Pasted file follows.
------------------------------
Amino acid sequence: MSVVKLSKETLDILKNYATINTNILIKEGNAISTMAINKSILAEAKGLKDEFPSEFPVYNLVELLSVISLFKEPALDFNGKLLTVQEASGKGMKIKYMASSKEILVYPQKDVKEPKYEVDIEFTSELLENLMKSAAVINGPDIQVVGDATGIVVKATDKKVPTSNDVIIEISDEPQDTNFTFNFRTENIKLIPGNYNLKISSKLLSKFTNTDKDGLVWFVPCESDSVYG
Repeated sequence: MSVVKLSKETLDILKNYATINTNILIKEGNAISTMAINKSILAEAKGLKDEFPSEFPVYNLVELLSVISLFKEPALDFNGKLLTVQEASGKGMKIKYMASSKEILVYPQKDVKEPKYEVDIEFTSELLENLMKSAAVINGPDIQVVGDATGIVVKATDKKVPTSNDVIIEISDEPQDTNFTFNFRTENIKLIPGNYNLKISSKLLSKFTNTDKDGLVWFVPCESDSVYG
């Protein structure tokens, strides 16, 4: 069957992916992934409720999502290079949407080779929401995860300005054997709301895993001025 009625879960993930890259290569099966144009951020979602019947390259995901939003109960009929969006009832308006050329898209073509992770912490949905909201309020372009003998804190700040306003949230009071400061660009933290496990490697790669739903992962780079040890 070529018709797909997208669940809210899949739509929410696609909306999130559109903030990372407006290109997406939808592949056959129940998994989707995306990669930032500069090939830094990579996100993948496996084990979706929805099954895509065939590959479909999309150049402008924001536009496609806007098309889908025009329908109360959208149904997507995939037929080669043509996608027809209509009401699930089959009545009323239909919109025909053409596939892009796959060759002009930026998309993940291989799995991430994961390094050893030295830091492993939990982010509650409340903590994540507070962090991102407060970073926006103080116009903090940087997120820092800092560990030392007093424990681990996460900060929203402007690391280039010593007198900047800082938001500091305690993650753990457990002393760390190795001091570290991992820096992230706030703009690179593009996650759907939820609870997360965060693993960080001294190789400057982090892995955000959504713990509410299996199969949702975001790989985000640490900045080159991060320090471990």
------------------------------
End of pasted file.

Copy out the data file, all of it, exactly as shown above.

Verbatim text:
Amino acid sequence: MSVVKLSKETLDILKNYATINTNILIKEGNAISTMAINKSILAEAKGLKDEFPSEFPVYNLVELLSVISLFKEPALDFNGKLLTVQEASGKGMKIKYMASSKEILVYPQKDVKEPKYEVDIEFTSELLENLMKSAAVINGPDIQVVGDATGIVVKATDKKVPTSNDVIIEISDEPQDTNFTFNFRTENIKLIPGNYNLKISSKLLSKFTNTDKDGLVWFVPCESDSVYG
Repeated sequence: MSVVKLSKETLDILKNYATINTNILIKEGNAISTMAINKSILAEAKGLKDEFPSEFPVYNLVELLSVISLFKEPALDFNGKLLTVQEASGKGMKIKYMASSKEILVYPQKDVKEPKYEVDIEFTSELLENLMKSAAVINGPDIQVVGDATGIVVKATDKKVPTSNDVIIEISDEPQDTNFTFNFRTENIKLIPGNYNLKISSKLLSKFTNTDKDGLVWFVPCESDSVYG
């Protein structure tokens, strides 16, 4: 069957992916992934409720999502290079949407080779929401995860300005054997709301895993001025 009625879960993930890259290569099966144009951020979602019947390259995901939003109960009929969006009832308006050329898209073509992770912490949905909201309020372009003998804190700040306003949230009071400061660009933290496990490697790669739903992962780079040890 070529018709797909997208669940809210899949739509929410696609909306999130559109903030990372407006290109997406939808592949056959129940998994989707995306990669930032500069090939830094990579996100993948496996084990979706929805099954895509065939590959479909999309150049402008924001536009496609806007098309889908025009329908109360959208149904997507995939037929080669043509996608027809209509009401699930089959009545009323239909919109025909053409596939892009796959060759002009930026998309993940291989799995991430994961390094050893030295830091492993939990982010509650409340903590994540507070962090991102407060970073926006103080116009903090940087997120820092800092560990030392007093424990681990996460900060929203402007690391280039010593007198900047800082938001500091305690993650753990457990002393760390190795001091570290991992820096992230706030703009690179593009996650759907939820609870997360965060693993960080001294190789400057982090892995955000959504713990509410299996199969949702975001790989985000640490900045080159991060320090471990």